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The Yankees are all-in on Gary Sanchez

Between a near-record contract agreement and their offseason behavior, the team is signalling they’re behind their catcher

League Championship Series - New York Yankees v Houston Astros - Game Six Photo by Tim Warner/Getty Images

What’s a first year arbitration-eligible catcher worth? One who has posted 11.4 fWAR in his first four seasons, despite never appearing in more than 122 games in a season? If you’re the Yankees, you apparently believe he’s worth the second-highest contract ever given to a catcher in his first round of arbitration. Over the weekend the club and Gary Sanchez agreed on a $5 million dollar deal, avoiding the maligned arbitration process entirely.

The only catcher to get more in Sanchez’s situation was Buster Posey, and that should be a signal to fans just how much the Yankees believe in their backstop. In fact, all winter we’ve been given clues to the degree to which the Yankees are standing behind Sanchez, and it should reassure fans that the team sees him as one of the elite catchers in all of baseball.

I really like contracts as a signal of faith, because as Warren Buffet said, writing a check is the difference between commitment and conversation. More than just that, though, the Yankees have had multiple opportunities to shore up the catching position if they thought there was going to be an issue with Sanchez going forward, and they chose not to act on them.

The backup catcher as it stands today is Kyle Higashioka, a talented defender who for one reason or another has never got himself out of the minors for any extended length of time. He’ll get his crack on the 26-man roster in 2020, but it would be a mistake to think of him as anything but a backup, who may be pressed into full time work if Sanchez’s groin acts up again this year.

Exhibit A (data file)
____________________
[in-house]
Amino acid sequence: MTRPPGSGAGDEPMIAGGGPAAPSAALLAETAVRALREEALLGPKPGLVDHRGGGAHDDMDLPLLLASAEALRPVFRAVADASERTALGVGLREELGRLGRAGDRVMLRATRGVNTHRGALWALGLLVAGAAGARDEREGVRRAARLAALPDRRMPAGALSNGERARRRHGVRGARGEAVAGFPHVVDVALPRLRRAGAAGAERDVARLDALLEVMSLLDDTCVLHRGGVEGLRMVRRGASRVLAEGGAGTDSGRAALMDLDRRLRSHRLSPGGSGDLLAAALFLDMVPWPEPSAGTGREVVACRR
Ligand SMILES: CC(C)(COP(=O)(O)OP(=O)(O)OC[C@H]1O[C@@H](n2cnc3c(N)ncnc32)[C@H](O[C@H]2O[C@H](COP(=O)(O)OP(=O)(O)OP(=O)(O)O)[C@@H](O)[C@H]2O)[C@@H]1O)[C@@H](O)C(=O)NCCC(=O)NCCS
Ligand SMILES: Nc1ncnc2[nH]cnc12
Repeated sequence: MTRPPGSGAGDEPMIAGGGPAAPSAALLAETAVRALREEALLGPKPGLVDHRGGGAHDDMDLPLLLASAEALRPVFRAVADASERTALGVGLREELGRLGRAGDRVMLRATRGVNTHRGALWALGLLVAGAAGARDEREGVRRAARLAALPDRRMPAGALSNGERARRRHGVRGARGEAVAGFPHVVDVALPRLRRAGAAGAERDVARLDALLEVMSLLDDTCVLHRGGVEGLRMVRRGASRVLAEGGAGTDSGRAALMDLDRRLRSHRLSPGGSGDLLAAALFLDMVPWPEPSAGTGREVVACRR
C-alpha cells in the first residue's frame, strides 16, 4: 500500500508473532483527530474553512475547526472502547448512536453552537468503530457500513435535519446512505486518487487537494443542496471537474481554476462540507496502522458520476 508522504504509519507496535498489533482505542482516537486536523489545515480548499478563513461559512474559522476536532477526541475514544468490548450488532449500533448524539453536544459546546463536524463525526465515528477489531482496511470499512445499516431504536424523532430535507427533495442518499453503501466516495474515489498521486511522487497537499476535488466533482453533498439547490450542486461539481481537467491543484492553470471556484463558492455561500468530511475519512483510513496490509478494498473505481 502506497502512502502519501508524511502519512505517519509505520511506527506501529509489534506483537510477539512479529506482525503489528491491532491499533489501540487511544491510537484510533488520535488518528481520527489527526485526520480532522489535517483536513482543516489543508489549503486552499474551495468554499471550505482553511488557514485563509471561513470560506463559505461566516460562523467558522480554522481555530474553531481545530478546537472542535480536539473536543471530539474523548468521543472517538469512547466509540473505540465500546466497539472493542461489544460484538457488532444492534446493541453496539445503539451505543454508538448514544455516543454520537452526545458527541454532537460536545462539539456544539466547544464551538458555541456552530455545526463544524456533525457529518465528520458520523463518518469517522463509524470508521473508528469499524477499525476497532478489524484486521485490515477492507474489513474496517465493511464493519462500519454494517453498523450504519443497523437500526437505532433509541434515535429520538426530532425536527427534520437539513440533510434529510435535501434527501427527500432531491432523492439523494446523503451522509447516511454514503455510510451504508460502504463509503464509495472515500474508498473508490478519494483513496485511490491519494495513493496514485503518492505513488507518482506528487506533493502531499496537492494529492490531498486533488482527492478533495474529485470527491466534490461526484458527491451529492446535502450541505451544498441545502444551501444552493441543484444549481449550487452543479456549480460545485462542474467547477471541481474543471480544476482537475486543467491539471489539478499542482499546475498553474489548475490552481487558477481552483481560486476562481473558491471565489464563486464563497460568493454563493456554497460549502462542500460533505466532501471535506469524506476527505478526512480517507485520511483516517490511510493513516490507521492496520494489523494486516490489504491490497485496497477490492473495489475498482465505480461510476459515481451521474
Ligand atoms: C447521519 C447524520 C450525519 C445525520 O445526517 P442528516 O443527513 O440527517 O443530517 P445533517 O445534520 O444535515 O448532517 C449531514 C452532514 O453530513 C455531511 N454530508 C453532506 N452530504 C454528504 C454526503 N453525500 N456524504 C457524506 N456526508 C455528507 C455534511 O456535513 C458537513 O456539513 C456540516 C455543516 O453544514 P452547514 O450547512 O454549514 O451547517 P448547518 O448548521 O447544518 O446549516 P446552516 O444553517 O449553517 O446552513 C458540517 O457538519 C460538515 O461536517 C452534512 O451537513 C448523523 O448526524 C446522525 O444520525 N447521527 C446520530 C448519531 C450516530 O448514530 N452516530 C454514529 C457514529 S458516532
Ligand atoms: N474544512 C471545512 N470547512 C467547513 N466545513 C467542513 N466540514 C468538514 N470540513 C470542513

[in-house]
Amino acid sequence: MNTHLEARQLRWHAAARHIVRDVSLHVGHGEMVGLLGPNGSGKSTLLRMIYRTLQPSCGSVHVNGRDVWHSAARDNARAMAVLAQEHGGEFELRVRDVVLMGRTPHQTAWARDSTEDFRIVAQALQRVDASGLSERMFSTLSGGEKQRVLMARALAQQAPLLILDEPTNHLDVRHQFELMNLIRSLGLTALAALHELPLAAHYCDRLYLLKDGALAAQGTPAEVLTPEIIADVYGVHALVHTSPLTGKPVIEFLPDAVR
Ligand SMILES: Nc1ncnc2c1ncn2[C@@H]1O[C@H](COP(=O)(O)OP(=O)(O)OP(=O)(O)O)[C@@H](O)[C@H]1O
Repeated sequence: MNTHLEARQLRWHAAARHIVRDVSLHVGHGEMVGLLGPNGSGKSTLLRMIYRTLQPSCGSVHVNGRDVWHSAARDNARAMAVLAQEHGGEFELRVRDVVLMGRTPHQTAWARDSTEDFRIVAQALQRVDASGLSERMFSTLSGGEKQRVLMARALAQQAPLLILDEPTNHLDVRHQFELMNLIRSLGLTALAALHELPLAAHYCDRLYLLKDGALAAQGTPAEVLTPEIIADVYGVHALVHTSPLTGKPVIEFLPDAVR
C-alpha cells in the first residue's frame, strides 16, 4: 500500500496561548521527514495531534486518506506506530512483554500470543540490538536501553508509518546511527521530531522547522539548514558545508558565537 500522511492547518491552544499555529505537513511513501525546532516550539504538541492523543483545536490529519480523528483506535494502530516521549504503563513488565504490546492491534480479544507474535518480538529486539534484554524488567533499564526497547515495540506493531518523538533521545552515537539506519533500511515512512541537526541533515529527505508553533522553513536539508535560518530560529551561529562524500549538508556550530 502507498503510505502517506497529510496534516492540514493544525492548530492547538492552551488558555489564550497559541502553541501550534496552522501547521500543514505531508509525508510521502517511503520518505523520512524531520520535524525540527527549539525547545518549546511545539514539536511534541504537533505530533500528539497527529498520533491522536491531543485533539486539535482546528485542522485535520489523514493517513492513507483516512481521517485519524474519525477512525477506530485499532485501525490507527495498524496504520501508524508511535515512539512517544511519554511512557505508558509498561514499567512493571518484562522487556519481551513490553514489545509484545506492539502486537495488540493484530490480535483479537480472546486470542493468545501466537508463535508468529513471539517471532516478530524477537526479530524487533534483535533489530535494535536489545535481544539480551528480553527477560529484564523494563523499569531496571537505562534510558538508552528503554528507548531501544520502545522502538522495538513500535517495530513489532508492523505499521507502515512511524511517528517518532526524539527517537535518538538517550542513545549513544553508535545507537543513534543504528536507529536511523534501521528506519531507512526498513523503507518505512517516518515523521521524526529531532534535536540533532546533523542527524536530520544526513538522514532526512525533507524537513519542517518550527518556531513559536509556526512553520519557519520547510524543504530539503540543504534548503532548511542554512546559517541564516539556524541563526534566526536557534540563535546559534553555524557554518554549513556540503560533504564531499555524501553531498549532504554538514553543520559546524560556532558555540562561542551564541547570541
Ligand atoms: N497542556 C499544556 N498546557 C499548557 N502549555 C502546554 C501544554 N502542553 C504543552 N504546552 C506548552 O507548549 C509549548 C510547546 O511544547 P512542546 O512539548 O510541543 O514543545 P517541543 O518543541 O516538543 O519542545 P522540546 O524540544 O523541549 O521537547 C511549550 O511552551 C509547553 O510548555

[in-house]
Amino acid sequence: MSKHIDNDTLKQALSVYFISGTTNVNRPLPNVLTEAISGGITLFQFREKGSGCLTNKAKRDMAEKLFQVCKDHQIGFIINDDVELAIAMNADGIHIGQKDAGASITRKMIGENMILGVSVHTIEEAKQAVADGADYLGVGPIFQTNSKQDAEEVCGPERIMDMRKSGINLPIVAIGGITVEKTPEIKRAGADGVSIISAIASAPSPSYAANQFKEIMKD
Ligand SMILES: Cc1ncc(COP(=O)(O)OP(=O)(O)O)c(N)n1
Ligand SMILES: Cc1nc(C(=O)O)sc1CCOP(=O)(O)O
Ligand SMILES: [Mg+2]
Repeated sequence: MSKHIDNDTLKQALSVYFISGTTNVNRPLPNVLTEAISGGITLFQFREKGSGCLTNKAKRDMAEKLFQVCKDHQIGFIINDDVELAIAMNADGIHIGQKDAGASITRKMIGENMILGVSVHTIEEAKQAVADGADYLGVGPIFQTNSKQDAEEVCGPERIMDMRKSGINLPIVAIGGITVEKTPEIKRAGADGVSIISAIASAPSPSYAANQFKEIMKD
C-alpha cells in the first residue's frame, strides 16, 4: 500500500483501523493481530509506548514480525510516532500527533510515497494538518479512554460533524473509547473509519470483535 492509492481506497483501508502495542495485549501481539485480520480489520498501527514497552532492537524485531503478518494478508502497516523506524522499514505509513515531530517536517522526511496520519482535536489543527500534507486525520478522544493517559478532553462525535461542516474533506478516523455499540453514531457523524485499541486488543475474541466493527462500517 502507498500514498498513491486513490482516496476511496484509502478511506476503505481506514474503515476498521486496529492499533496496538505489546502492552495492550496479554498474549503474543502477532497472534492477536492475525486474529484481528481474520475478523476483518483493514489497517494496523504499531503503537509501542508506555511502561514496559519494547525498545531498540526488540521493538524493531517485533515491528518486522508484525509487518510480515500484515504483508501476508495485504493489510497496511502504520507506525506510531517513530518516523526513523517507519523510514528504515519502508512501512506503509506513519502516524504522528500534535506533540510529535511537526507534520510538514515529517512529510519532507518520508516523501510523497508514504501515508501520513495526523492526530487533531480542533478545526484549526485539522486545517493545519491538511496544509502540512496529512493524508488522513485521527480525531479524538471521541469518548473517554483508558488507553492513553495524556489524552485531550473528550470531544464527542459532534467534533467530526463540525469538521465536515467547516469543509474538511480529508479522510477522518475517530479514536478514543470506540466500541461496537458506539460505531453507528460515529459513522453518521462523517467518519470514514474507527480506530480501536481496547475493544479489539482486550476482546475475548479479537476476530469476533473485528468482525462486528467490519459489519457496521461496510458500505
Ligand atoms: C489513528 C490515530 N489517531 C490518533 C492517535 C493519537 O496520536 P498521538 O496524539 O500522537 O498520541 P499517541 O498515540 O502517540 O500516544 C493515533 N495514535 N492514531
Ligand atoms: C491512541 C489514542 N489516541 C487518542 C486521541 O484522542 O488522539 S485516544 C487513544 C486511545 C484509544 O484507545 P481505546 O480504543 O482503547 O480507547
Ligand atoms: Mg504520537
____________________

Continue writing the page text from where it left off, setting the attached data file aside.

The Yankees had two different chances to get a more proven backup, as both Austin Romine and Martin Maldonado were free agents this winter. Romine may have been destined to walk, as he pretty clearly wanted an opportunity to start somewhere, but Maldonado would have made a lot of sense as the Yankees’ backup. He comes from the Astros and has a deep relationship with the Yankees’ shiny new toy, Gerrit Cole.

It wouldn’t have been a big deal to drop Higgy from the roster and sign Maldonado, the guy who caught your new ace in his best season, and has a track record of playing more than 100 games a season. That feels necessary if you’re backing up a starter with an injury history. Instead, the Yankees never made a move for Maldonado at all, letting him re-up with the Astros for a deal with $3.5 million AAV.

The catching depth behind Higgy is made up of two longtime vets who couldn’t get major-league work with any of the 30 MLB clubs. Both Erik Kratz and Chris Iannetta are inked to minor-league deals, and because of their service time, any move to the MLB roster would necessitate a DFA as soon as their services were no longer required. They signed a deal to either get designated or spend an entire season in Scranton.

Sanchez is a flawed player, despite his incredible talent. Even as he improved his much-maligned passed balls in 2019, he actually had his worst defensive season to date, being one of the worst full-time framers in baseball. Yet despite all the chances the Yankees have had to reduce his playing time or install a more “reliable” catcher, they hold firm on what they have. The only thing missing from a major commitment to Sanchez is a long-term extension.

That could still happen—we’re a couple weeks out yet from the unofficial start of #ExtensionSeason. I’m skeptical there’s a big contract for Gary this year though, for the same reason I’m skeptical there’s one for any of the Yankees. The addition of Cole balloons the team’s payroll for 2020, and I don’t see them increasing that number noticeably this season. The only extensions they have signed with their young players are the very affordable deals given to Luis Severino and Aaron Hicks.

That reluctance to ink guys like Sanchez and Aaron Judge to long-term agreements may end up costing the Yankees in the end. But for 2020 and the near term, Sanchez seems to be the Yankees’ man, and that’s a good thing for the team as a whole.